The week before Christmas a coworker asked me, "Are you ready for Christmas?" Well, I'd seen too many people jumping about like a grasshopper with a hotfoot to want to "get ready" in the sense the term is usually used. If getting ready meant preparing for another holiday hangover, I wanted no part of it.

So I answered, "I refuse to get ready for Christmas. I rebel against the American Christmas!"

I would like to joint he revolution against the misuse of one of the greatest things which has ever been permitted in American society - the celebration of the birthday of God Incarnate.

It is a revolution against the nerve-racking, energy-sapping, Christ-neglecting extravaganza that has been passing itself off as a holy commemoration of a holy event. I want to take up arms against the yuletide banditry that wears out the saints and makes paupers of God's people. I want to stand against the commercially-produced fantasies which have no relation to heavenly realities. I want to resist the euphoria which makes sinners feel temporarily pious while still terribly proud.

I don't like being used by manipulators. I resent the marketing industry which plays upon our nebulous religious emotions for the express purpose of making another buck. I object to the networks trotting out their most renown Hollywood mate-swappers before the cameras and calling their efforts "Christmas Specials."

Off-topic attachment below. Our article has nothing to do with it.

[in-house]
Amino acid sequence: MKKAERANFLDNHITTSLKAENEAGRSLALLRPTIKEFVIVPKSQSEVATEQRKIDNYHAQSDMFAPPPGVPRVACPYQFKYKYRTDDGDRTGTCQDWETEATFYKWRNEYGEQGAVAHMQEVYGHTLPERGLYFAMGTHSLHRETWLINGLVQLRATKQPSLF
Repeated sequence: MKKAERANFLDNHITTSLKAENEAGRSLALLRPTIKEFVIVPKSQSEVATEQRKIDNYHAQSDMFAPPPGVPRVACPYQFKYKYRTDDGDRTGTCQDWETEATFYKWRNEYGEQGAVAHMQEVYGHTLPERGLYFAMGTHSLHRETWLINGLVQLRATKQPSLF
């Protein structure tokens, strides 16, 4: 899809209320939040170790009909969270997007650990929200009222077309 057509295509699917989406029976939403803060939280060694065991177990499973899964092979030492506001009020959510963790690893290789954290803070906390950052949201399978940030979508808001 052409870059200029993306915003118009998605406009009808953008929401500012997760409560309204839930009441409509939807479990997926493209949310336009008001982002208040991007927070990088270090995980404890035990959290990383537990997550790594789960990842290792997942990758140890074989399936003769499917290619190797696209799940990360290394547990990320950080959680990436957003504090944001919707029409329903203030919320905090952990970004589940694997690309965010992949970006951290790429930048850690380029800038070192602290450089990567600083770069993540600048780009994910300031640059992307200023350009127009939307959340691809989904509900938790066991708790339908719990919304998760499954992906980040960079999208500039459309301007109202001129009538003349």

Now the grim tragedy of all this is not hard to perceive. We have been so used by the secularists that we had little time to be used by the Savior.

If we have holiday hangover, it means we have let ourselves be victimized one more time - commerce, custom, conditioning conspired to do it to us again.

Think of how different it might have been: Rich fellowship with God's people. Seasons of delightful worship. (Christmas is a great time to learn more about worshipping God. It is tailor-made for it.) Edifying conversations with children gathered in from far points for the holidays. Loving, intimate talks with relatives and neighbors who need Jesus and are willing to listen as never before. Rejuvenating recreation, and long, restful sleep, buoying us up for the return to daily duty. All this, and no bad aftereffects. No regrets. No hangovers.

Would you join me in making a binding resolution not to do too much of the wrong things next time around?


The Weight of Evangelism and Social Action | Religion and Society | A Church in Trouble - 2 Timothy 1 | 2006 - The Year of the Redeemed | Evangelism and Social Justice | A Happy Hangover? | Accept Your Place in God's Plan | The Reformation and Image Worship | HOME PAGE | CONTACT EDITOR

LeRoy Dugan


Sharing Your Faith with a Buddhist, a book on evangelism by M. S. Thirumalai

Solitary Poet, Poems of Reflection by Stan Schmidt.

Sharing Your Faith with Hindus by M. S. Thirumalai.